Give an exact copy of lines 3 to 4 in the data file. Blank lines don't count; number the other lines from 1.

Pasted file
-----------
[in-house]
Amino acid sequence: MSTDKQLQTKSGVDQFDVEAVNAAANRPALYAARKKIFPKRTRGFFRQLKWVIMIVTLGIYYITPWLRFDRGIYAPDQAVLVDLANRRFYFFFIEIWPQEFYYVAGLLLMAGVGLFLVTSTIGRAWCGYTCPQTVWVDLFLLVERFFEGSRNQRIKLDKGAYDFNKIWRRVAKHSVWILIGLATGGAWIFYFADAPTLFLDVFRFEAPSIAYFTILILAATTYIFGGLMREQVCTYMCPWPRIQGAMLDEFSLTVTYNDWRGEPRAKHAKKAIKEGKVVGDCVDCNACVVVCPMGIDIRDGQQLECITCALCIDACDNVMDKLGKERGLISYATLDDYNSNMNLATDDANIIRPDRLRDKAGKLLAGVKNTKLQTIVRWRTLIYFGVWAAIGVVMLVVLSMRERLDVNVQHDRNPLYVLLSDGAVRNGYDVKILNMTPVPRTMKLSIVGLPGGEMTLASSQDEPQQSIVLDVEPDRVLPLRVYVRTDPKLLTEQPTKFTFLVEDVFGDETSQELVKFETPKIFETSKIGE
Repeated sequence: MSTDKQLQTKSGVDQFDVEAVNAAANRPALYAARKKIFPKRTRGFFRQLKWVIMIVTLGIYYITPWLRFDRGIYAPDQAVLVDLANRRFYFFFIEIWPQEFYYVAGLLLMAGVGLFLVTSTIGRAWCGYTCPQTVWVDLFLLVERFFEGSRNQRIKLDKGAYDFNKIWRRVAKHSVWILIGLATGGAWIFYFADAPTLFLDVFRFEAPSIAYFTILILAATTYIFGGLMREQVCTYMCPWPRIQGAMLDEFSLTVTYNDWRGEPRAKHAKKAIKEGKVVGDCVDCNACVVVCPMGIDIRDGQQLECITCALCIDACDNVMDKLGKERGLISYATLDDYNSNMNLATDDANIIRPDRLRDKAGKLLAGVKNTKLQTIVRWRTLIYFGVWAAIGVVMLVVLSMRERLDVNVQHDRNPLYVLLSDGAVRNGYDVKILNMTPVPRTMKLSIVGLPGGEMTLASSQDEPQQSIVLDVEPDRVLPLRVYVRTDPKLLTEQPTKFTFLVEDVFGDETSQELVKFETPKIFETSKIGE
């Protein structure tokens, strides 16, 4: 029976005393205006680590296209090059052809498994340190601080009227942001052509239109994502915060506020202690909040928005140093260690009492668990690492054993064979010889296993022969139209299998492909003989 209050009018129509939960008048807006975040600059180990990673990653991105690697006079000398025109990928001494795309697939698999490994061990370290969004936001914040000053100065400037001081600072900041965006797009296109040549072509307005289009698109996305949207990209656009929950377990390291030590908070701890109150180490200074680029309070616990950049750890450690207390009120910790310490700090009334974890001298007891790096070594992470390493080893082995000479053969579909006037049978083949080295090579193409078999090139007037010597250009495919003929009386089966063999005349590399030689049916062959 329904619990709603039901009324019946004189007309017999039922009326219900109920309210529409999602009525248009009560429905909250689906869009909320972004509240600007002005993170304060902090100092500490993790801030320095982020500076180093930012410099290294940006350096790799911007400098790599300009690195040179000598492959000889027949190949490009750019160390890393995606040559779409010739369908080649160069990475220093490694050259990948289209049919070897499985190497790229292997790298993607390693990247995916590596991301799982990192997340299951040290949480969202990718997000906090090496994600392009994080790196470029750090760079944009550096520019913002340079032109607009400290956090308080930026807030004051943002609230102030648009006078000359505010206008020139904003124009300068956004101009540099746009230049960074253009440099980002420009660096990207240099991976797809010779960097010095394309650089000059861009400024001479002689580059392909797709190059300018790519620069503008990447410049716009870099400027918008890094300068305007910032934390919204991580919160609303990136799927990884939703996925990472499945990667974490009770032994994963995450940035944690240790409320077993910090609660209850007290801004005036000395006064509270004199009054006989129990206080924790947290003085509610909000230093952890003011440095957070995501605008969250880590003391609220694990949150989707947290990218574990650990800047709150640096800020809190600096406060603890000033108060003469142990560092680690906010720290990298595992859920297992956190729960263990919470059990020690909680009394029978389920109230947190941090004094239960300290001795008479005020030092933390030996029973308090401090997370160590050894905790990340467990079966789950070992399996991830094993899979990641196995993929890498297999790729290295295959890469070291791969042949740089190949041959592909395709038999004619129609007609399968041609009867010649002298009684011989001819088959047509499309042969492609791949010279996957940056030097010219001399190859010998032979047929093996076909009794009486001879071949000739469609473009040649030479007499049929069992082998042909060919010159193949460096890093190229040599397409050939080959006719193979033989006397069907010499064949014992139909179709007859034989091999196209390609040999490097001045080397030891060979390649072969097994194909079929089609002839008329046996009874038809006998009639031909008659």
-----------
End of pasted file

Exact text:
Repeated sequence: MSTDKQLQTKSGVDQFDVEAVNAAANRPALYAARKKIFPKRTRGFFRQLKWVIMIVTLGIYYITPWLRFDRGIYAPDQAVLVDLANRRFYFFFIEIWPQEFYYVAGLLLMAGVGLFLVTSTIGRAWCGYTCPQTVWVDLFLLVERFFEGSRNQRIKLDKGAYDFNKIWRRVAKHSVWILIGLATGGAWIFYFADAPTLFLDVFRFEAPSIAYFTILILAATTYIFGGLMREQVCTYMCPWPRIQGAMLDEFSLTVTYNDWRGEPRAKHAKKAIKEGKVVGDCVDCNACVVVCPMGIDIRDGQQLECITCALCIDACDNVMDKLGKERGLISYATLDDYNSNMNLATDDANIIRPDRLRDKAGKLLAGVKNTKLQTIVRWRTLIYFGVWAAIGVVMLVVLSMRERLDVNVQHDRNPLYVLLSDGAVRNGYDVKILNMTPVPRTMKLSIVGLPGGEMTLASSQDEPQQSIVLDVEPDRVLPLRVYVRTDPKLLTEQPTKFTFLVEDVFGDETSQELVKFETPKIFETSKIGE
């Protein structure tokens, strides 16, 4: 029976005393205006680590296209090059052809498994340190601080009227942001052509239109994502915060506020202690909040928005140093260690009492668990690492054993064979010889296993022969139209299998492909003989 209050009018129509939960008048807006975040600059180990990673990653991105690697006079000398025109990928001494795309697939698999490994061990370290969004936001914040000053100065400037001081600072900041965006797009296109040549072509307005289009698109996305949207990209656009929950377990390291030590908070701890109150180490200074680029309070616990950049750890450690207390009120910790310490700090009334974890001298007891790096070594992470390493080893082995000479053969579909006037049978083949080295090579193409078999090139007037010597250009495919003929009386089966063999005349590399030689049916062959 329904619990709603039901009324019946004189007309017999039922009326219900109920309210529409999602009525248009009560429905909250689906869009909320972004509240600007002005993170304060902090100092500490993790801030320095982020500076180093930012410099290294940006350096790799911007400098790599300009690195040179000598492959000889027949190949490009750019160390890393995606040559779409010739369908080649160069990475220093490694050259990948289209049919070897499985190497790229292997790298993607390693990247995916590596991301799982990192997340299951040290949480969202990718997000906090090496994600392009994080790196470029750090760079944009550096520019913002340079032109607009400290956090308080930026807030004051943002609230102030648009006078000359505010206008020139904003124009300068956004101009540099746009230049960074253009440099980002420009660096990207240099991976797809010779960097010095394309650089000059861009400024001479002689580059392909797709190059300018790519620069503008990447410049716009870099400027918008890094300068305007910032934390919204991580919160609303990136799927990884939703996925990472499945990667974490009770032994994963995450940035944690240790409320077993910090609660209850007290801004005036000395006064509270004199009054006989129990206080924790947290003085509610909000230093952890003011440095957070995501605008969250880590003391609220694990949150989707947290990218574990650990800047709150640096800020809190600096406060603890000033108060003469142990560092680690906010720290990298595992859920297992956190729960263990919470059990020690909680009394029978389920109230947190941090004094239960300290001795008479005020030092933390030996029973308090401090997370160590050894905790990340467990079966789950070992399996991830094993899979990641196995993929890498297999790729290295295959890469070291791969042949740089190949041959592909395709038999004619129609007609399968041609009867010649002298009684011989001819088959047509499309042969492609791949010279996957940056030097010219001399190859010998032979047929093996076909009794009486001879071949000739469609473009040649030479007499049929069992082998042909060919010159193949460096890093190229040599397409050939080959006719193979033989006397069907010499064949014992139909179709007859034989091999196209390609040999490097001045080397030891060979390649072969097994194909079929089609002839008329046996009874038809006998009639031909008659």